The book is recommended for reader ages 8 and up. I think that an 8-year-old would be too young to appreciate and learn from this story; I believe it is more suitable for boys and girls who are at least 10-year-old. Red Berries, White Clouds, Blue Sky is Sandra Dallas' second book about a terrible period in our nation’s history, and can be a valuable classroom supplement.  Jennifer Ikeda, the narrator of the audio book, did a good job creating the Japanese and American voices.

I took this picture on a recent trip to Bainbridge Island near Seattle Seattle. Then I found this on the same Wikipedia site where I found all of the black and white images.

Bainbridge Island (Wash.) evacuation -- Group of young evacuees wave from
special train as it leaves Seattle with Island evacuees, March 30, 1942
By the way, the 442nd Infantry Regiment which Tomi's brother joined, was composed of almost entirely of Japanese Americans whose families were in interment camps. It was the most decorated unit for its size and length of service in the history of American warfare. 

Thanks to the generosity of Recorded Books, I am able to offer this audiobook to a blog reader. Please leave me a comment by May 14 and I’ll enter your name in the giveaway. It will be a great addition to a school or homeschool library.  


Judy Penz Sheluk, author said...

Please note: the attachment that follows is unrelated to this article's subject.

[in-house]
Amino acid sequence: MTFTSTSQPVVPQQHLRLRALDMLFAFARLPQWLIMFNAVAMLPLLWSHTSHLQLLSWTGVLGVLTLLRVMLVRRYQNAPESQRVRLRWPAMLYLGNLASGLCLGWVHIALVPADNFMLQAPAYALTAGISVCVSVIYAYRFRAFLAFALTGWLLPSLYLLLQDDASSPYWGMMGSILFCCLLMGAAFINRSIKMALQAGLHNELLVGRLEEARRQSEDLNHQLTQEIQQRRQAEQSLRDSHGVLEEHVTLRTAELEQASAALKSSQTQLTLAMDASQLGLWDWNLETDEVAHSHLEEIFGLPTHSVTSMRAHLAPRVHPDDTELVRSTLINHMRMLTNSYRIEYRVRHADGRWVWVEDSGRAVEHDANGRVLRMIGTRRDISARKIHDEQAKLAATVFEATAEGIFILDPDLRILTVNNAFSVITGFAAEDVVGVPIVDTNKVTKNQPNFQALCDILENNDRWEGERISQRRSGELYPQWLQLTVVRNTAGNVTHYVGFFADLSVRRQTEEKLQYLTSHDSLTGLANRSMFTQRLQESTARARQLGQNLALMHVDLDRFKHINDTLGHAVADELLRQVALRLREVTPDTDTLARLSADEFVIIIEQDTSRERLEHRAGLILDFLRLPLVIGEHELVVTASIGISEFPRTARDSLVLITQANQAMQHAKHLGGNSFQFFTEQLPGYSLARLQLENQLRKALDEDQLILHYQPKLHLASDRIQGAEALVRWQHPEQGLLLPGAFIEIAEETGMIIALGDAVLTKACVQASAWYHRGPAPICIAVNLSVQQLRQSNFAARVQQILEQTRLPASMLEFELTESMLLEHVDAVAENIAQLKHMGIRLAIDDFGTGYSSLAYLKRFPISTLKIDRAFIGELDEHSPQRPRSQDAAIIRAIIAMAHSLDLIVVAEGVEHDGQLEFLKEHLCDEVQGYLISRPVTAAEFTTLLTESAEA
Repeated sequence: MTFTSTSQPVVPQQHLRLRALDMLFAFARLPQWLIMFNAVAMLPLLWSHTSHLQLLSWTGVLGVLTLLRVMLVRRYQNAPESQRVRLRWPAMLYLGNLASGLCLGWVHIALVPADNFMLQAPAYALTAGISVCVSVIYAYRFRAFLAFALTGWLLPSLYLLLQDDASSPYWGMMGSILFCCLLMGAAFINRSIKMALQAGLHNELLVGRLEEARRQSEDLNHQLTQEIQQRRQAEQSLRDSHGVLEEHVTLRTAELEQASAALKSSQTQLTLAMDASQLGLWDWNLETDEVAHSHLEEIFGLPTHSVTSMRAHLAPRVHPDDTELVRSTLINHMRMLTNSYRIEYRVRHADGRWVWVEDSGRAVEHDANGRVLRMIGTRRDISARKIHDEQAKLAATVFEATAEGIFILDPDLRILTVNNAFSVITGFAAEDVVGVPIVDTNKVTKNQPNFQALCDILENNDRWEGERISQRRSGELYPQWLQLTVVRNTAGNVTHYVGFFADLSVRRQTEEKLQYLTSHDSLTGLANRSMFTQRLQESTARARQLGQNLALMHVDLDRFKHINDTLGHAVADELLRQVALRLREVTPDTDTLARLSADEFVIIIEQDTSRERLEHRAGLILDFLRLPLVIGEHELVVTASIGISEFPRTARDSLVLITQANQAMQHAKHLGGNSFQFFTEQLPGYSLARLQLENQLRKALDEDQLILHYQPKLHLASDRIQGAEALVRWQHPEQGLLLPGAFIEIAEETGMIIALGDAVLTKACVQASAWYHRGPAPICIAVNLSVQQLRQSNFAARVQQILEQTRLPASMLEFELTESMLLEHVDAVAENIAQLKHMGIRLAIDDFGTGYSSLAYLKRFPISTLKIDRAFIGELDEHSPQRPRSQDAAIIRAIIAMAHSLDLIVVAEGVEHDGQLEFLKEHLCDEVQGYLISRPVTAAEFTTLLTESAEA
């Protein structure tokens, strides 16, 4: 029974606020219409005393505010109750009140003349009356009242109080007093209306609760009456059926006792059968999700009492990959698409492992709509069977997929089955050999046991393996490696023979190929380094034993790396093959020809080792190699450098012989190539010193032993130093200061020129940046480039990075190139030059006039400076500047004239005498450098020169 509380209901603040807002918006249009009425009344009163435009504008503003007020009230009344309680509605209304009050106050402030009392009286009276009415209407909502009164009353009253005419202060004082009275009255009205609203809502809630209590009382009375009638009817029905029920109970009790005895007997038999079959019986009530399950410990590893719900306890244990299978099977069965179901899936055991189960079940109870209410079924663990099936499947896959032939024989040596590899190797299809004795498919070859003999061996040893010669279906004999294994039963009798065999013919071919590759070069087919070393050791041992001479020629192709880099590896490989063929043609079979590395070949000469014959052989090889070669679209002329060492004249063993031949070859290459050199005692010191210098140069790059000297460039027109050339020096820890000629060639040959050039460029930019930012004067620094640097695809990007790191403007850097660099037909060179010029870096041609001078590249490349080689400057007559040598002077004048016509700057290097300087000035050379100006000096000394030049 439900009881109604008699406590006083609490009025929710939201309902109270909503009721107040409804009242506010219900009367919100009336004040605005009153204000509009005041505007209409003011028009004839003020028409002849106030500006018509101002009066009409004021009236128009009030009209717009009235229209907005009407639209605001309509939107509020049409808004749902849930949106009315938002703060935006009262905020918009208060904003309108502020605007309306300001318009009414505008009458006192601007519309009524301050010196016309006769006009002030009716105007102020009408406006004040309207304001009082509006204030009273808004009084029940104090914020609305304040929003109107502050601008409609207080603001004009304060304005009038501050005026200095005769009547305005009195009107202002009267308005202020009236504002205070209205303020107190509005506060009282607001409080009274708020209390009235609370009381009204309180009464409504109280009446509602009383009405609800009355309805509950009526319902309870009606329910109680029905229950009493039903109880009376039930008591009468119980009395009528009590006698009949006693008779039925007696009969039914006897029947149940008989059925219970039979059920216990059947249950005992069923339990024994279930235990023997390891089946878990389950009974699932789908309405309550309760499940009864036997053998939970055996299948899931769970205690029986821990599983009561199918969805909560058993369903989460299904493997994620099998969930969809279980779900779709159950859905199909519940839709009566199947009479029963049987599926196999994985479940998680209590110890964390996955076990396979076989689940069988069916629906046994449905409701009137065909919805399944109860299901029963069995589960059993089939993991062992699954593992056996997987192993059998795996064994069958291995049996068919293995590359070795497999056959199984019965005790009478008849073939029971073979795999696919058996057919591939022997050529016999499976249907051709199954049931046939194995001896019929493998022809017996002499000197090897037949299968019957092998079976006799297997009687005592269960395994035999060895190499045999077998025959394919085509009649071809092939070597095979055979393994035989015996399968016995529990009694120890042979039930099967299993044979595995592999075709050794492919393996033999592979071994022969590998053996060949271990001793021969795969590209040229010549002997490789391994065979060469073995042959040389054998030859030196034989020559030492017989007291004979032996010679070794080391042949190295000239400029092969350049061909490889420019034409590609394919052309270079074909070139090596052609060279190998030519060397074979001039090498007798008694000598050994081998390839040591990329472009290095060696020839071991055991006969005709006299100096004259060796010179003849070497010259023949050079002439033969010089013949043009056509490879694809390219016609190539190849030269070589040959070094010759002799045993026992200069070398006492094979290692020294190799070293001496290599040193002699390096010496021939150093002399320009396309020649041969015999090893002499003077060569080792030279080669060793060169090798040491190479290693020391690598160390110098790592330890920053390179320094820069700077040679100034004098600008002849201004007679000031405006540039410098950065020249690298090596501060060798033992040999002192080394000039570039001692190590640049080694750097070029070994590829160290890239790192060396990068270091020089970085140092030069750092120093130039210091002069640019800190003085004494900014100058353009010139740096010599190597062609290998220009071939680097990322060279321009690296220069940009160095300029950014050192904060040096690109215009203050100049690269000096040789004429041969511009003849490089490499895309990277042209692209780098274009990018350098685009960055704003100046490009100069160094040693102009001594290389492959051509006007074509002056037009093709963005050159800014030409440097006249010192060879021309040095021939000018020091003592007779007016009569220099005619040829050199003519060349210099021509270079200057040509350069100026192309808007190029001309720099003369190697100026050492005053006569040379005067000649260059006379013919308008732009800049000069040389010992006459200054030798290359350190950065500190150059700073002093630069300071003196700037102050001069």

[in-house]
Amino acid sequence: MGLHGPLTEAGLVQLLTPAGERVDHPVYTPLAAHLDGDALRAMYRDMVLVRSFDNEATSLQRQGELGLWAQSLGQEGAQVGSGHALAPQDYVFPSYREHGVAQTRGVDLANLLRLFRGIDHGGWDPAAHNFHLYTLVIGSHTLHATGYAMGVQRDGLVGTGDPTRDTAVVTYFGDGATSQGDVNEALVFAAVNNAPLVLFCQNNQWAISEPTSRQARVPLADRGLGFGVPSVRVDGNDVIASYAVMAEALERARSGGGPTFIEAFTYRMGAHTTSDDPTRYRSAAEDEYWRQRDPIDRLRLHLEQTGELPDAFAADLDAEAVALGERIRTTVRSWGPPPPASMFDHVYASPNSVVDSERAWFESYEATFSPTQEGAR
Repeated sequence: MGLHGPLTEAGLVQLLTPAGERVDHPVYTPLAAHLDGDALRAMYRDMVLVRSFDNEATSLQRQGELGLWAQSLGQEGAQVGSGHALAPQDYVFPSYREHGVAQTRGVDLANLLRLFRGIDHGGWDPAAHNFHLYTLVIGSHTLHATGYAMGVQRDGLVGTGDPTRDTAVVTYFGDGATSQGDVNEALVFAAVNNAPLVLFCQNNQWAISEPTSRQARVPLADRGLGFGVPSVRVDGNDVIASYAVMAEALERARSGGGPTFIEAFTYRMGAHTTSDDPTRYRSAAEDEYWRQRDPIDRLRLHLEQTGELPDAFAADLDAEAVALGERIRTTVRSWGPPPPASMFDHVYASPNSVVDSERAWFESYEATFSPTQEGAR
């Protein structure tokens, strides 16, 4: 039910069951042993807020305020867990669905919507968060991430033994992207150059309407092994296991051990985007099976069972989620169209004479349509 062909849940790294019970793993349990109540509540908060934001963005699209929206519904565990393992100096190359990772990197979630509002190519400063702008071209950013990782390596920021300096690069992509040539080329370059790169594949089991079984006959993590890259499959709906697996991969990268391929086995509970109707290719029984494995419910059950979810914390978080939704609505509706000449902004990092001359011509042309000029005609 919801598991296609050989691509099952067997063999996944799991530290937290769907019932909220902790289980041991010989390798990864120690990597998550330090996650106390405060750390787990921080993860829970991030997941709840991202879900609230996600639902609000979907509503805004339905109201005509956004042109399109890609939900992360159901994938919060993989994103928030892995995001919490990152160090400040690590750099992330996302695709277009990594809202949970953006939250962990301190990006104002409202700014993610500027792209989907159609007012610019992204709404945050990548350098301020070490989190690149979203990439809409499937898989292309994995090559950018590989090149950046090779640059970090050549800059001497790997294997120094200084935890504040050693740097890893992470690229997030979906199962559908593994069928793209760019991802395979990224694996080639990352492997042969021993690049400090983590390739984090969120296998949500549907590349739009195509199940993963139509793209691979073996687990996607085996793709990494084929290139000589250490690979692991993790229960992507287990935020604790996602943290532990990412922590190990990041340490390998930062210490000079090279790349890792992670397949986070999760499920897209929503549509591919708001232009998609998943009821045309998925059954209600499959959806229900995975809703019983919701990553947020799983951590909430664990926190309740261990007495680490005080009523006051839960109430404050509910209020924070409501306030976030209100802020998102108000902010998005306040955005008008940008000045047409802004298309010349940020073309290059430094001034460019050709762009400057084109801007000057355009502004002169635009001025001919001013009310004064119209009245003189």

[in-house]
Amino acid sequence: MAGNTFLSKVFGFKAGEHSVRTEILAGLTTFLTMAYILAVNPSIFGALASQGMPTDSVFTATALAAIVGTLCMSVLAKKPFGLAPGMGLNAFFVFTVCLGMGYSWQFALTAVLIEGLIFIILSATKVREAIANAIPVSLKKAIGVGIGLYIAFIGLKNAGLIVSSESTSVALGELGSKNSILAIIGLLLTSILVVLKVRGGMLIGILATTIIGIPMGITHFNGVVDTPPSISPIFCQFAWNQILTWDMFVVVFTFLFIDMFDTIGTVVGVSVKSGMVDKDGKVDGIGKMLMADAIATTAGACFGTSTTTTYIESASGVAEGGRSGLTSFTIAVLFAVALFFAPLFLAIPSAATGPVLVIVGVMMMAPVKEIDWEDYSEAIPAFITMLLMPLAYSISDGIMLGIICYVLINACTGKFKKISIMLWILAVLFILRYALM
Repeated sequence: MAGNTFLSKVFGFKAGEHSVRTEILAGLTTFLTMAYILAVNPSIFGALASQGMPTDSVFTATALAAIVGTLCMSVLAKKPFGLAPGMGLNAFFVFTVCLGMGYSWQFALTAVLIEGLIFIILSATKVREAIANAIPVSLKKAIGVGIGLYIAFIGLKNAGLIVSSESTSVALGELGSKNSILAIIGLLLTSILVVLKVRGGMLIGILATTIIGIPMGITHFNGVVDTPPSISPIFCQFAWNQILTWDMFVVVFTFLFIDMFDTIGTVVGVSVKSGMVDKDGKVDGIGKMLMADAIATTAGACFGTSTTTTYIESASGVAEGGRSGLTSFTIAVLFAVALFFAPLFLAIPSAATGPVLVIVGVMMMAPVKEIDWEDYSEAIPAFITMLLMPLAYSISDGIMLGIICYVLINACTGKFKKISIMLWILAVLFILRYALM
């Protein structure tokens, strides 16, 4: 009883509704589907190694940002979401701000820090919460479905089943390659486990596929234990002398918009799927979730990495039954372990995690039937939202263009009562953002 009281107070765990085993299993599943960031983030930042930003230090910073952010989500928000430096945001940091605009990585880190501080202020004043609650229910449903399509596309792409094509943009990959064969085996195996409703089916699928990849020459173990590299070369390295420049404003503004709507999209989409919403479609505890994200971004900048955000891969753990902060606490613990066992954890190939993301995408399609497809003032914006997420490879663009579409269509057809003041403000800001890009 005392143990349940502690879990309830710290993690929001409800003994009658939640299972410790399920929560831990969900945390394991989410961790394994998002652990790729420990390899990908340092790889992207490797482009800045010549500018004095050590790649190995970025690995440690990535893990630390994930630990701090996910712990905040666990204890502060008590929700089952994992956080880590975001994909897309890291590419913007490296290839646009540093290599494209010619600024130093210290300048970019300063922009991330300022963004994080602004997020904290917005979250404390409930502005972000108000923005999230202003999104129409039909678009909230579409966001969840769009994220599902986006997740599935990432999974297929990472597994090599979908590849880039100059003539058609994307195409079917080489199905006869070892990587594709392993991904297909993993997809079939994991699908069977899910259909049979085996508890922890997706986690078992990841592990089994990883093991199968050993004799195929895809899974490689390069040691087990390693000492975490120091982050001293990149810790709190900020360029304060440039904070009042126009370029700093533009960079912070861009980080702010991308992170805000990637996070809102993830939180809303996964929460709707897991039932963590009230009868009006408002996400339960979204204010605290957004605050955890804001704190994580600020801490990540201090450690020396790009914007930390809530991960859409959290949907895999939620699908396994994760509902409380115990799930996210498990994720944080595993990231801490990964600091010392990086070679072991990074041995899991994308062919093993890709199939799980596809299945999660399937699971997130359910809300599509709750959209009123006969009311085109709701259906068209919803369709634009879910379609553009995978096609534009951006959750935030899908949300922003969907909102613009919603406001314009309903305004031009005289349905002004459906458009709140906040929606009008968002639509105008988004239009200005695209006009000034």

This book sounds fabulous. I don't know anyone in the recommended age group, so don't enter me in a giveaway, but honestly, the plot was very compelling to me.

Connie Porter Saunders said...

This is such an important part of our history and your review suggests that Sandra has written a wonderful book!
Thanks for this giveaway.

Linda Phillips said...

This topic always interested me as we had an internment camp in southern Oregon where I grew up. I don't need the book but enjoyed the review.

Joyce Moyer Hostetter said...

Sign me up, Carol. I'd LOVE to win this!

Carol Baldwin said...

Thanks friends, for your comments. I'll enter Joyce and Connie's name. Judy, if you want me to enter your name so you can donate it to a local school, just let me know.

Deanna Klingel said...

I'm looking forward to reading this. Sounds wonderful. I'd love to win it.

Vijaya said...

Since we're transplants from WA, this is something we're more familiar with given the higher number of Japanese Americans in the Pacific NW. Most have a story.

Thanks for spotlighting this book, Carol. Would love to win a copy to read and share with our local school.

Carol Baldwin said...

Thanks Deanna and Vijaya. Your names are in the "hat."

Rosi said...

I hadn't heard of this book, but will definitely check it out. It sounds like an important one. Please let someone else win, though. I don't listen to audio books.

Carol Baldwin said...

Thanks for taking the time to leave a comment, Rosi. YEs, since you hail from California, I think you would find this book very interesting.

Anonymous said...

Carol, thank you for introducing us to Sandra Dallas. Please enter me in the giveaway! Definitely a great way to supplement the history text books in school. This touches a place in my heart.

Carol Baldwin said...

Kathleen, happy to see your name here. You're in!